Another thing to think about is lighting. Natural light is ideal, but it’s possible to have too much of a good thing! Especially if your webcam is facing a window – all that natural light can lead to overexposure, leaving your face in shadow!

As with point 1, be sure to make a couple of test runs from your selected space at the same time of day your video interview is scheduled for.

And finally, be sure to clean up and remove anything from the background – that means cleaning up any laundry or moving the dog toys!

Remember, working from home is new for many of us, and interviewers simply have to expect that we’ve turned living rooms or spare bedrooms into our offices. While that’s perfectly fine, just be sure to keep it neat and professional.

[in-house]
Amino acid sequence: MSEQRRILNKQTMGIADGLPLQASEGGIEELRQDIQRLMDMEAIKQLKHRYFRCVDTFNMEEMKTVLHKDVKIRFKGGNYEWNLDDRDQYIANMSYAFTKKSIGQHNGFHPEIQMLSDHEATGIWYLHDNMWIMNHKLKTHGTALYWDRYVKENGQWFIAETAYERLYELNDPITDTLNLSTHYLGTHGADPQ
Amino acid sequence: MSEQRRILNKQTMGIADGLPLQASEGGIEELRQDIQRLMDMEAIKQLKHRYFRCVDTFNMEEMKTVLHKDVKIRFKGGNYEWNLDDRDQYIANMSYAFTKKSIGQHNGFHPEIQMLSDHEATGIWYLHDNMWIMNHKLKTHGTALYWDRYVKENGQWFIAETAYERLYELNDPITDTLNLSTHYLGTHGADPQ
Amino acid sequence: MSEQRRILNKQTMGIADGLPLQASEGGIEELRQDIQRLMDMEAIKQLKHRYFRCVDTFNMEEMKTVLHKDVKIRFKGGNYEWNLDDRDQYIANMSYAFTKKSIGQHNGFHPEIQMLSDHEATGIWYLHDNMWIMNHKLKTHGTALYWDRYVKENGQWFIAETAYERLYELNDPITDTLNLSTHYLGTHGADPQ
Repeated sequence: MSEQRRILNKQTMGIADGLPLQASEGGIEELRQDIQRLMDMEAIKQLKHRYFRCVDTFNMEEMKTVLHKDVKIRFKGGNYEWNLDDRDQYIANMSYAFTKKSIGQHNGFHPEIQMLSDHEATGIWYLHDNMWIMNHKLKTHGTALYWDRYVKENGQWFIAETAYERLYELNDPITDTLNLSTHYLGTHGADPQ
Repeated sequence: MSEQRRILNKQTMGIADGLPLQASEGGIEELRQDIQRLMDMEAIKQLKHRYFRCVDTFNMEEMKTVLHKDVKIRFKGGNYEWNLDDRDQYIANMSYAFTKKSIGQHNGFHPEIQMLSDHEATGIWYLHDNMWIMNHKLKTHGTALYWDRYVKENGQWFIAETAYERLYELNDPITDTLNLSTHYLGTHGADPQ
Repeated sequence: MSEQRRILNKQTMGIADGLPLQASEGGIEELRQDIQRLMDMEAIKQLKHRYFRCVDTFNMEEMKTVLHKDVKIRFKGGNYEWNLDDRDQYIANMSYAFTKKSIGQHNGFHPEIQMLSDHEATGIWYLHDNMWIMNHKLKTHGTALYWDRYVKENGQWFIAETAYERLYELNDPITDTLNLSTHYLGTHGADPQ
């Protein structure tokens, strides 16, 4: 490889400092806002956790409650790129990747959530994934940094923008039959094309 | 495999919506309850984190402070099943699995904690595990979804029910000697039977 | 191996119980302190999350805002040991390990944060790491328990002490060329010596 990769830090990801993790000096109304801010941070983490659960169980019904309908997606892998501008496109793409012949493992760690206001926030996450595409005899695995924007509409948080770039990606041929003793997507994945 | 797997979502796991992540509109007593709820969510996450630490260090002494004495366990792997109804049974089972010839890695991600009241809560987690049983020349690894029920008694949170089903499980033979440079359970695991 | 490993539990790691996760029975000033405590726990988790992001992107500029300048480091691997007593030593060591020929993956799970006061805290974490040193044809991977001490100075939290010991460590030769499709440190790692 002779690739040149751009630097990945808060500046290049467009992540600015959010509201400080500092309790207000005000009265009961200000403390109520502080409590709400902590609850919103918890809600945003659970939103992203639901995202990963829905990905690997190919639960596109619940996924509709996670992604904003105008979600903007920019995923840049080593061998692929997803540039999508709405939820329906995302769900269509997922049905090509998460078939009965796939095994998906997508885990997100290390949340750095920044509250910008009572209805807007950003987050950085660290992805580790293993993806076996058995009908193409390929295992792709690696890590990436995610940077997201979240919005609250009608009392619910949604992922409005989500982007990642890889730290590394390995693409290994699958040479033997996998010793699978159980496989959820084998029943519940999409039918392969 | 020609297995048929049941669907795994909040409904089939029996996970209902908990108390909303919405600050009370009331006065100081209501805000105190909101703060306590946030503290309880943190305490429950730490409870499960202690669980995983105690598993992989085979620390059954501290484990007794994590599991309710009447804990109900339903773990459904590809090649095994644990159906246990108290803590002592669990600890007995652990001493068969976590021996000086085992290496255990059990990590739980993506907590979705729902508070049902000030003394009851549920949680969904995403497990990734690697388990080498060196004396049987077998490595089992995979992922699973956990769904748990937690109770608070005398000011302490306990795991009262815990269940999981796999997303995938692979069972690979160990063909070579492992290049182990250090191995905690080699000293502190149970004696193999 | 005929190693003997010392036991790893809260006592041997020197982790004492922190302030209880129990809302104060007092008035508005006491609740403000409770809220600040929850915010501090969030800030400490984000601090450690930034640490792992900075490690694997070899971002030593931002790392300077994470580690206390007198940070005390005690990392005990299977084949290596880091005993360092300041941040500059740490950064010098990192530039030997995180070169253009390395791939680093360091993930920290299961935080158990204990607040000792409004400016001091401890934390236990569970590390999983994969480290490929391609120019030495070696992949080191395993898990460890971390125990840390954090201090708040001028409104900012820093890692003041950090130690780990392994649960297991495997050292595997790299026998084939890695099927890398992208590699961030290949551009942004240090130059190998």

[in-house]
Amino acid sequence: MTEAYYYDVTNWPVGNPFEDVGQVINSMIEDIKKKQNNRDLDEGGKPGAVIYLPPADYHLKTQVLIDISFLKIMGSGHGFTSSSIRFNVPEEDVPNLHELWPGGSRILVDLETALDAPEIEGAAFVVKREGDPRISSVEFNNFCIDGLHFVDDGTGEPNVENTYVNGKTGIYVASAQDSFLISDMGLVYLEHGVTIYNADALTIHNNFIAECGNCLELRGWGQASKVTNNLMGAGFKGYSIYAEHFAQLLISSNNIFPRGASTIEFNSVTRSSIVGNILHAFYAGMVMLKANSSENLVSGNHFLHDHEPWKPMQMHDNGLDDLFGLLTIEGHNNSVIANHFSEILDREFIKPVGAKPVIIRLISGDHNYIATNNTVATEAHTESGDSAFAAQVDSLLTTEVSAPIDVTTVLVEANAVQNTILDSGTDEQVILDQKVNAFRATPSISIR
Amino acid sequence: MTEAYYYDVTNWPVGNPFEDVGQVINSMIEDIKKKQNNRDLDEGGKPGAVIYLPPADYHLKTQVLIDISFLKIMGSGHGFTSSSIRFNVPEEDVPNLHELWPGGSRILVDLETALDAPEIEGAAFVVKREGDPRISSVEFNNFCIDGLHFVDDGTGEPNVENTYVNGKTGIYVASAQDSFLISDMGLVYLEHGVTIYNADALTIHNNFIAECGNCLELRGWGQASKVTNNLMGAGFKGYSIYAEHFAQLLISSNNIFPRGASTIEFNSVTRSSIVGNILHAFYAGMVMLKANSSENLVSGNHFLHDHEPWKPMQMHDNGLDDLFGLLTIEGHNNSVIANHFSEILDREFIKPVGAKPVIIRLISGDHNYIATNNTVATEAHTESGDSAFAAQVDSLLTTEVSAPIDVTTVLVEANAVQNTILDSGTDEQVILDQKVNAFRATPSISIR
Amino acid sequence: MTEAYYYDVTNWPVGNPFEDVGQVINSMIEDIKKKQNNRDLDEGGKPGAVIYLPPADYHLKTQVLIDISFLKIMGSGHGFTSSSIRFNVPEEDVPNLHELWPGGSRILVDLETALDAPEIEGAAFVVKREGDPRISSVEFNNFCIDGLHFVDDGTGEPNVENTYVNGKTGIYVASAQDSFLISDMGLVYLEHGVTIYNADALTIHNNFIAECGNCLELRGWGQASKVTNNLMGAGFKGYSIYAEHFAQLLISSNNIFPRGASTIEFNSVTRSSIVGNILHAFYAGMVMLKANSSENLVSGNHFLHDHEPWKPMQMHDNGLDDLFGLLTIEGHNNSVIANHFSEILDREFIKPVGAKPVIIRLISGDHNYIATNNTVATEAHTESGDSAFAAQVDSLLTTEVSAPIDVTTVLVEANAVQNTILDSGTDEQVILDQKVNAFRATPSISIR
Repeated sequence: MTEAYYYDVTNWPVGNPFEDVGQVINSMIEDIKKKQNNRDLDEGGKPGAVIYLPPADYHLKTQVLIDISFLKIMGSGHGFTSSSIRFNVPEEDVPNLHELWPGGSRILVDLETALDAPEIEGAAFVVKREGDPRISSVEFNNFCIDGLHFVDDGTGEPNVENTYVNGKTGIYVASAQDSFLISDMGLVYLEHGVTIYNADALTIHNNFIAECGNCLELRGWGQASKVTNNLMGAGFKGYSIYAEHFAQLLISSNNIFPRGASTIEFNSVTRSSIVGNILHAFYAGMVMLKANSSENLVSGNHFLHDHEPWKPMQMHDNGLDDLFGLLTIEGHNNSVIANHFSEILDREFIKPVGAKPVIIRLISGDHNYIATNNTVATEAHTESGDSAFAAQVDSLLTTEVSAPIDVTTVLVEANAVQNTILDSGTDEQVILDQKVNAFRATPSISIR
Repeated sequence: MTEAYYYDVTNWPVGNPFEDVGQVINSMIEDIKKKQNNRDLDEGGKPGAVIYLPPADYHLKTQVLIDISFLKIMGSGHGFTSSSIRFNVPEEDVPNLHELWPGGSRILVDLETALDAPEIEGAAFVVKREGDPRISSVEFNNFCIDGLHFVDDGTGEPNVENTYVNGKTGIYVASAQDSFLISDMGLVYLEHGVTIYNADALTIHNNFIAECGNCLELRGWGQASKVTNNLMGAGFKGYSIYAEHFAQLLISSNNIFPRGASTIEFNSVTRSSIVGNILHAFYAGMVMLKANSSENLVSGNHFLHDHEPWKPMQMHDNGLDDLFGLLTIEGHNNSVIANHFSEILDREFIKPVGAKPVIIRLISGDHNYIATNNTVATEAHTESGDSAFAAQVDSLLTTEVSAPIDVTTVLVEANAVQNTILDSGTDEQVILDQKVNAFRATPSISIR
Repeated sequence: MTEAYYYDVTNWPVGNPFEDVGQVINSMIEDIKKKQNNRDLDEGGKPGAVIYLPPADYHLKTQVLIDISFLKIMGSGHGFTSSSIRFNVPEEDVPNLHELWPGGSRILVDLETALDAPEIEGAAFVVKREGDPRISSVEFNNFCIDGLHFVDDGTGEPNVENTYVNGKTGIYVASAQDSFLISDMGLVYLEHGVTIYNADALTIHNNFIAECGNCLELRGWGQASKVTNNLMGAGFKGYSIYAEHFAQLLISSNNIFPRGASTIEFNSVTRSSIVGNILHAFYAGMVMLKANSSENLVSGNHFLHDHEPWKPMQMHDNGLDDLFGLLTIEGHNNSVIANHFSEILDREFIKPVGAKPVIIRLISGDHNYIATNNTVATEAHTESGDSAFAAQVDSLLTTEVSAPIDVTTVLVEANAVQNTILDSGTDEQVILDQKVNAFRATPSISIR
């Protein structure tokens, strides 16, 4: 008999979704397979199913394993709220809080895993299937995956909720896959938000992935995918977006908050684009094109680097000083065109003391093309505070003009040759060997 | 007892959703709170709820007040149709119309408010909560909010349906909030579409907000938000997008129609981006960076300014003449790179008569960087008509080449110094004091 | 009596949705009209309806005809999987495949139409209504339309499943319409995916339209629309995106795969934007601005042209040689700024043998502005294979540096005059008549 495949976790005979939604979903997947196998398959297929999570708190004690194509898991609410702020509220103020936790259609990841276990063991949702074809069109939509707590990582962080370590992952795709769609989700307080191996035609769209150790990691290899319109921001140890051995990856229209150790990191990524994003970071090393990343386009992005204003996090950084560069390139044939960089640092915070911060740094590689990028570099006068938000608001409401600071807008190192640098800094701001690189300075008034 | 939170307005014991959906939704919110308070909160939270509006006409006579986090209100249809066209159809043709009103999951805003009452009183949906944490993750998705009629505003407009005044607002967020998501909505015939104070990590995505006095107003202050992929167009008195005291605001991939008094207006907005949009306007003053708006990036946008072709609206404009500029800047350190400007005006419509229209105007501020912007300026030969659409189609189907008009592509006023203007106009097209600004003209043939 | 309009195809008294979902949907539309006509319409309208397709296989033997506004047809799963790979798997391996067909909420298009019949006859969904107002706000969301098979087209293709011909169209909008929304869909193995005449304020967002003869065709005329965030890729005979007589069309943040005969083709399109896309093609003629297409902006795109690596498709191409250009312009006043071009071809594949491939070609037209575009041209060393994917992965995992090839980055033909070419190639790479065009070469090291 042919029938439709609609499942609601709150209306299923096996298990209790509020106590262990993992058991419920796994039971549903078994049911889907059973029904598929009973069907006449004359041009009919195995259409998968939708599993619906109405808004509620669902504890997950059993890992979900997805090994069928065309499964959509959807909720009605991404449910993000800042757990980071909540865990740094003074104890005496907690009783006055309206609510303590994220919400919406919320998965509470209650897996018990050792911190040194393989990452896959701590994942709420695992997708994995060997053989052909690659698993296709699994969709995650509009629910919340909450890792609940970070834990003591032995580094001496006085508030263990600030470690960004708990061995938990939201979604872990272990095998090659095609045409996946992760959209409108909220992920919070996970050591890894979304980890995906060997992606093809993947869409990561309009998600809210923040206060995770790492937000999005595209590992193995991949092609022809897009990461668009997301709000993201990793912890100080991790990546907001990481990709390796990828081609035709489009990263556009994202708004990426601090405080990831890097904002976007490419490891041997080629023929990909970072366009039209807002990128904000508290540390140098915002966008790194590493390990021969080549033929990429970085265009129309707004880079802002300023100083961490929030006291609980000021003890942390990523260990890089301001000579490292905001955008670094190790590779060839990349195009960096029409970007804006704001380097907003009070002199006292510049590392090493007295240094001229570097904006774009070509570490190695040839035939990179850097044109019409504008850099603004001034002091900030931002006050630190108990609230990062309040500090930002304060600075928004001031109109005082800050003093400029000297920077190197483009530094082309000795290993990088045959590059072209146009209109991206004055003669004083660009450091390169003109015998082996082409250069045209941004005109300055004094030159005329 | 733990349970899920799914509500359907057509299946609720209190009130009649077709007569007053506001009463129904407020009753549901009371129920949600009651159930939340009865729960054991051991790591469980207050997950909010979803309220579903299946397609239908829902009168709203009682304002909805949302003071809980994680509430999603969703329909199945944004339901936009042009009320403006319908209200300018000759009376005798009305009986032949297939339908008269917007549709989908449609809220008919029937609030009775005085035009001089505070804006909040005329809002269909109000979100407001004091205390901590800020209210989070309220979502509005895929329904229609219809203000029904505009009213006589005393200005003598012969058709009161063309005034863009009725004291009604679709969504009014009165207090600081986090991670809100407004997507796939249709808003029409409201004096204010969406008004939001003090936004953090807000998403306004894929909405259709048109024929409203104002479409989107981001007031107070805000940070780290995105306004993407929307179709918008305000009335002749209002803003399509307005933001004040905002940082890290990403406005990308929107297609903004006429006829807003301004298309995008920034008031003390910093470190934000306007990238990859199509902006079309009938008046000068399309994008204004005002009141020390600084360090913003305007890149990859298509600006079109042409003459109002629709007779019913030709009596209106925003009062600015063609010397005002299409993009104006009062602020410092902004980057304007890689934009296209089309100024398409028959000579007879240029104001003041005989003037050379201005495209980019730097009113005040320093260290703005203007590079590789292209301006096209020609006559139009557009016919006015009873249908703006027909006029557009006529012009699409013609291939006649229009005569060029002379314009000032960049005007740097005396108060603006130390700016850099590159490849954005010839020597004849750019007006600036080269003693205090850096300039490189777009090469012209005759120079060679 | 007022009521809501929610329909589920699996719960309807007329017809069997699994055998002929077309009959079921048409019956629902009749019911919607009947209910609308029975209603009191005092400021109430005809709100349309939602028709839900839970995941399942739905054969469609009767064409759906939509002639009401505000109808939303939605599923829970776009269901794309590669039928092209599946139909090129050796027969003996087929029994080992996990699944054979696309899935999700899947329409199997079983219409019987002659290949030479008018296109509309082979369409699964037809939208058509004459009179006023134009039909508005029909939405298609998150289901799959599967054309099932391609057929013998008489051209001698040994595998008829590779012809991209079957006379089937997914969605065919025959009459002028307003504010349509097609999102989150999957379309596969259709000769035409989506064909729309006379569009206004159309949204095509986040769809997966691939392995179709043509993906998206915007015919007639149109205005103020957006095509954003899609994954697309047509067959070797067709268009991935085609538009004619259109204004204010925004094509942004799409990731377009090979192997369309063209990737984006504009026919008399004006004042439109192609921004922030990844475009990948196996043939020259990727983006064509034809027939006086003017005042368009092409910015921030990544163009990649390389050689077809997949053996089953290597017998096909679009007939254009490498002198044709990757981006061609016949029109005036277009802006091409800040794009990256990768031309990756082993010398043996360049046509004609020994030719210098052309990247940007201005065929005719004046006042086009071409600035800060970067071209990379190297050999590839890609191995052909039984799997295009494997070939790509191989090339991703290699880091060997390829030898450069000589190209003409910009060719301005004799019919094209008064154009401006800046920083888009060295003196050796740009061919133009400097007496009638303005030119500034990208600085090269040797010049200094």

4) Dress the part

Everyone knows they need to dress up for the interview – when it comes to video interviews specifically however, it’s crucial that you dress up fully.

Trust us, you’d be surprised by how many people seem to forget this!

Many people (such as this news anchor) assume that since they’re only going to be seen from the waist-up they don’t need to fully dress up.

Our recruitment consultants have seen more than our fair share of interviewees who’ve dialled in to video interviews dressed appropriately above the belt, but who are still wearing pyjama bottoms and bunny slippers below.

Just to be safe, we advise against falling for this trap. What if you need to get up at some point, or you adjust your webcam in such a way that it exposes your comfy tracksuit pants?